Skip to main content
Open this photo in gallery:

A Bitcoin sign at the Bitcoin Plaza during an employment fair on the second anniversary of the cryptocurrency being accepted as a payment method, in Ilopango, El Salvador, Sept. 7, 2023.JOSE CABEZAS/Reuters

Here we go again.

As late as Oct. 11, 2023, the value of a bitcoin BT was US$28,414. By this week, its value shot up nearly 60 per cent to about US$45,000.

What made bitcoin more valuable now than it was in October? Is it simply because many people think it is more valuable now or is expected to become more valuable?

We don’t think it’s that simple.

Bitcoin’s rise and its remarkable ability to rebound after collapsing may be explained by some very esoteric reasons. Let us explain.

Bitcoin defies its doubters in 2023

There are two parties involved in the bitcoin market. The speculators and the miners. Miners want to be the first to verify and record transactions to receive new mined bitcoins – this is their reward. For speculators, however, the fundamental value of bitcoin – at least according to economic theory – is zero as it generates no cash flows to the holder.

In a paper by Xavier Gabaix and Ralph Koijen, the authors argue “stock prices move because people do things independently of fundamentals.” In their paper titled In Search of the Origins of Financial Fluctuations, they explain that the amount of money entering the markets can have a large impact on share prices regardless of fundamentals. They do, however, conclude that in the long run prices return to fundamentals.

The miners increase the float in bitcoin by selling their reward to speculators on the market. The value of the miners’ reward is heavily dependent on the existence of speculators. Speculators can enter the market at minimum costs, whereas for miners there are costs and constraints that limit the number of miners, including requiring tens of thousands of computers and access to huge amounts of cheap electricity. For miners, it is a cost-benefit analysis.

Miners receive the new bitcoin reward by repeatedly solving complex equations, a process which is highly dependent on the amount of electricity they use. They can sell the bitcoin after they mine them. Miners are marginal traders and can time the market until more speculators arrive. For speculators, however, the hope is to resell the bitcoin at a higher price to someone else.

The total supply of bitcoin is limited to 21 million. Currently, the bitcoin system dictates the mining of one block (currently worth a 6.25 bitcoin reward) in about 10 minutes (on average, 144 blocks of new bitcoins are mined a day).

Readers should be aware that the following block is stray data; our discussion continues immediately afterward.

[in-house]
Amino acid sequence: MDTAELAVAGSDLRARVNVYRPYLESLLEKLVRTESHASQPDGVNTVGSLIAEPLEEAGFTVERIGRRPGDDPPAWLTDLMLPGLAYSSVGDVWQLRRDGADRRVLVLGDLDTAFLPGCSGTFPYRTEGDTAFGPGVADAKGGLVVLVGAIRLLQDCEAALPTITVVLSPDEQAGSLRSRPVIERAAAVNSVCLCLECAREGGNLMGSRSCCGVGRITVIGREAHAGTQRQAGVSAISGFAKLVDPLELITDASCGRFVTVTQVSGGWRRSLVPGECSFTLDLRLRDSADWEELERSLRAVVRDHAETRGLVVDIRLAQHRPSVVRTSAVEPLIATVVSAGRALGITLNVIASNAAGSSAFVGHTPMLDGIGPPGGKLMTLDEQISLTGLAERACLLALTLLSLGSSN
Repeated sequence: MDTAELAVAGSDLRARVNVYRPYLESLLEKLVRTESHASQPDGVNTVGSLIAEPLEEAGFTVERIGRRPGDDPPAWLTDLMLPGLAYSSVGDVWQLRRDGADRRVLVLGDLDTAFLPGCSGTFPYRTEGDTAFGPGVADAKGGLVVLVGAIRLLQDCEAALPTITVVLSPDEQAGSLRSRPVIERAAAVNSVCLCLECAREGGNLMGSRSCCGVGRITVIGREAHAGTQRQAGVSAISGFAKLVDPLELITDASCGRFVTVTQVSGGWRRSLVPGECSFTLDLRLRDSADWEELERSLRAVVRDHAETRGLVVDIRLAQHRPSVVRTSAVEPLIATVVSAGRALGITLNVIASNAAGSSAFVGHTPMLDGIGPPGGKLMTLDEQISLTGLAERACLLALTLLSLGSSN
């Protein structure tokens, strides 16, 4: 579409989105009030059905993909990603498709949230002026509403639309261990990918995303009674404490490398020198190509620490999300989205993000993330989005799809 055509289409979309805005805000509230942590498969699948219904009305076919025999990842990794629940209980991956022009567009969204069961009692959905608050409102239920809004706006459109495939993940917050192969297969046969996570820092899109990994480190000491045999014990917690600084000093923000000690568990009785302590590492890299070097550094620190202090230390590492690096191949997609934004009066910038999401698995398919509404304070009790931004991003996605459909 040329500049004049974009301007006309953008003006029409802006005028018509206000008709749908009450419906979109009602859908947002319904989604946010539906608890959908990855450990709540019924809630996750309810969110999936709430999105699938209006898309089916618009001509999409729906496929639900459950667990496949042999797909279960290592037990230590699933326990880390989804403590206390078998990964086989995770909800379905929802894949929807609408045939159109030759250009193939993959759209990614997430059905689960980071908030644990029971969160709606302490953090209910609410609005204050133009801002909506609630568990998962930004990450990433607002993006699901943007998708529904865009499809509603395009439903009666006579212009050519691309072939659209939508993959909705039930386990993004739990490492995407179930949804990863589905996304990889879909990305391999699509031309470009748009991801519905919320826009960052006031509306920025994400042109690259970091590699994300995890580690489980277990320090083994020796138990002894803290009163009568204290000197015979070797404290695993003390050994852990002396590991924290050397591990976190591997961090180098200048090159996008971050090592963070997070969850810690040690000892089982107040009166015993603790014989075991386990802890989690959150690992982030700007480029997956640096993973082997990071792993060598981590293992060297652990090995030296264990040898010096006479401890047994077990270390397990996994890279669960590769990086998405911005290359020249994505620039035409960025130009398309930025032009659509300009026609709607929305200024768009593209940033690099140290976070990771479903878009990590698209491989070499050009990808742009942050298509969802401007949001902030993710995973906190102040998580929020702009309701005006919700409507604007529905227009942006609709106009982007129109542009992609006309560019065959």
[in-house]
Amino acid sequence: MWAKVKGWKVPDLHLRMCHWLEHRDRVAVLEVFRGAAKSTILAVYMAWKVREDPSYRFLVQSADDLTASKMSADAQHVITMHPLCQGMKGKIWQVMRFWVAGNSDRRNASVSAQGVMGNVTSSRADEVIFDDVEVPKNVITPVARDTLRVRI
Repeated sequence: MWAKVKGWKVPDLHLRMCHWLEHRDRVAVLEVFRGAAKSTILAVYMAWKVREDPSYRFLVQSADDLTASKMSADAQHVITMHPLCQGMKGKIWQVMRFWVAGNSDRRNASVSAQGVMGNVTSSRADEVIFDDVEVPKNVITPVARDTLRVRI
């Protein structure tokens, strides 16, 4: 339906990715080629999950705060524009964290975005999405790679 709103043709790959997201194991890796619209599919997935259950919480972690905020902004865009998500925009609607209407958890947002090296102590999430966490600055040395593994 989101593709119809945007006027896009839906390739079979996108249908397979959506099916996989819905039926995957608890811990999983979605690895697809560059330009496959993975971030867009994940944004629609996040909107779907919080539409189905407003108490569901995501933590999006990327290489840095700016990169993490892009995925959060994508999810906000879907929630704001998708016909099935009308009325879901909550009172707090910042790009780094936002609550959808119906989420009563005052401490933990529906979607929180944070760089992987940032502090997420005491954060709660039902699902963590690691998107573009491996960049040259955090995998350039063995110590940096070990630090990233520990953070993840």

There is a “halving” policy written into bitcoin’s mining software to prevent increasing the number of bitcoins over time, thus maintaining scarcity. Halving reduces the bitcoin reward by half every four years.

The first halving happened on Nov. 29, 2012, the second on July 9, 2016, and the third on May 11, 2020. The next halving will happen on April 24, 2024, and the mining reward will be reduced from 6.25 bitcoin to 3.125 bitcoin.

In the past, halvings have typically led to an increase in the bitcoin price. Six months after the first halving in 2012, the price jumped to US$126 from US$12. After the second halving in 2016, it went to US$1,000 from US$654 within seven months, and in 2020 it shot up to US$18,040 from US$8,570 within six months.

Has anticipation of the next halving in a few months acted as an impetus for the recent rise in the price of bitcoin? In an efficient market, the effect of halving should have been built into the price since the timing and effect of the halvings every four years has been known since the beginning of bitcoin in 2009.

But the market for bitcoin is anything but efficient. About 10,000 people own approximately 30 per cent of bitcoin. Around 100,000 people own about 50 per cent of the bitcoin. It is a highly illiquid market where the insiders do not disclose their trades.

The problem with this halving argument is that the value of bitcoin should be going up all the time, and not significantly down as it has many times in the past. And bitcoin going up all the time goes against the fundamental value of bitcoin, which is zero.

The popular argument these days is that the expected approval of bitcoin exchange-traded funds is the reason behind the rise in the value of bitcoin. While this anticipated announcement has heightened the attention on bitcoin, it has curiously not resulted in higher volumes.

Average monthly trading volume between 2019 and 2021 was about two million bitcoins, whereas in 2023 it was down to 500,000 bitcoins, a decline of 75 per cent, according to

It is not the absolute bitcoin volume that is of importance, but rather the volume relative to the float of bitcoins. And here is the crux of the situation: The supply of bitcoin has gone down markedly because of all the bitcoin tied up in the various major crypto bankruptcies of the past two years, including FTX and Three Arrow Capital. This has created a demand-supply imbalance leading to the rise in the value of bitcoin.

At some point all these bitcoins will be dumped on to the market by the bankruptcy liquidators and it will depress the value of bitcoin. The bankruptcies seem to be a more likely reason for the recent increase in the price of bitcoin and can also explain the volatility, since nobody knows when the liquidators will dump the bitcoin.

George Athanassakos is a professor of finance and the Ben Graham Chair in Value Investing at the Ivey Business School, Western University, London, Ont. Bob Seeman is the author of the book The Coinmen, a comprehensive critique of bitcoin. He is an attorney, electrical engineer, and technology entrepreneur.

Be smart with your money. Get the latest investing insights delivered right to your inbox three times a week, with the Globe Investor newsletter. Sign up today.

Interact with The Globe